Ericsson transforms bus windows into Wi-Fi antennas
By Stephen Lawson
Ericsson may have a contender for oddest networking product if it commercializes the wireless bus windows it demonstrated at this week’s CTIA Wireless trade show.
The windows would have built-in, translucent antennas connected to an internal Wi-Fi system for passenger use while on the road. In the example Ericsson showed at CTIA, the dual-band Wi-Fi antenna was just a square of barely visible red metal embedded between layers of glass.
The mobile infrastructure giant demonstrated the concept on the upper level of its booth at CTIA, above a showcase of other technologies designed for so-called heterogeneous networks with both Wi-Fi and cellular radios. On Tuesday, the company announced enhancements to its network management software that will allow carriers to do a better job shifting subscribers between the two systems for the best possible coverage.
Ericsson’s solution had its origin in a problem for wireless users on buses, cars and trains. For insulation and sun protection, some windows are now being built with thin, translucent layers of aluminum sandwiched between glass. Combined with the metal that covers the rest of a vehicle, those windows essentially create a so-called Faraday cage, a box that blocks all outside radio waves, said Bryan Coley, a marketing program manager at Ericsson.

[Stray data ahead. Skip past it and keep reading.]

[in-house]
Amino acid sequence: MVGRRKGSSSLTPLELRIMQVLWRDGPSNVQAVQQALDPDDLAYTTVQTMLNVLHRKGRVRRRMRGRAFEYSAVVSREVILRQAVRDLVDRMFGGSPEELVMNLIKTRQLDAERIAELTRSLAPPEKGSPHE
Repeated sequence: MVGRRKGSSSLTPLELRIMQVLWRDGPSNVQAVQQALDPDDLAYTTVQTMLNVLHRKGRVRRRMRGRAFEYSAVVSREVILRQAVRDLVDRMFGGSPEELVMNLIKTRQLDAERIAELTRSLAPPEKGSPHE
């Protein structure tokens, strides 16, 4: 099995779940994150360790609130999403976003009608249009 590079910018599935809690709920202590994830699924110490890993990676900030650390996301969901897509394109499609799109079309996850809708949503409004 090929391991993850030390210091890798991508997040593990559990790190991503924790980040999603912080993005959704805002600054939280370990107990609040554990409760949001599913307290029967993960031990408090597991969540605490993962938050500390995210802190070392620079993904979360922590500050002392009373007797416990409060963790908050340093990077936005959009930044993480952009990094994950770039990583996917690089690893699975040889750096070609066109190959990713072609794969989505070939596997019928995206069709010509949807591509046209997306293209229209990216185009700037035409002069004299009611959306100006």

Travelers in such a vehicle can’t get online using the outdoor cell network, because it’s signals are blocked. But Ericsson researchers decided to use the metal-in-glass principle to their advantage by building antennas into the windows along with the insulating metal. Though the window antennas are simple passive antennas, each one reinforces the internal network’s signal.
The resulting network becomes like an in-flight Wi-Fi system on an airliner. Passengers log in to an internal Wi-Fi network that uses a longer range technology, such as LTE, to connect to the outside world.
At the same time, using signal-blocking windows and internal Wi-Fi prevents a situation that can strain outdoor cellular networks and is one of the problems with cellphone use on planes. If an airline passenger turns on a phone, it can cause cell towers on the ground to try to connect with it, diverting bandwidth that could be used by people on the ground. A train full of passengers unknowingly trying to get on cell towers as they speed past can make it hard for carriers to manage traffic. Plus, it can quickly draw down the battery life of the phones as they work hard to grab faint signals, Coley said.
The concept could also translate from buses and trains to glass-walled office buildings, he said. In addition to strengthening an interior Wi-Fi network, such antennas could improve coverage and capacity on indoor cellular systems while easing the demands on nearby cell towers that people indoors would otherwise be using.
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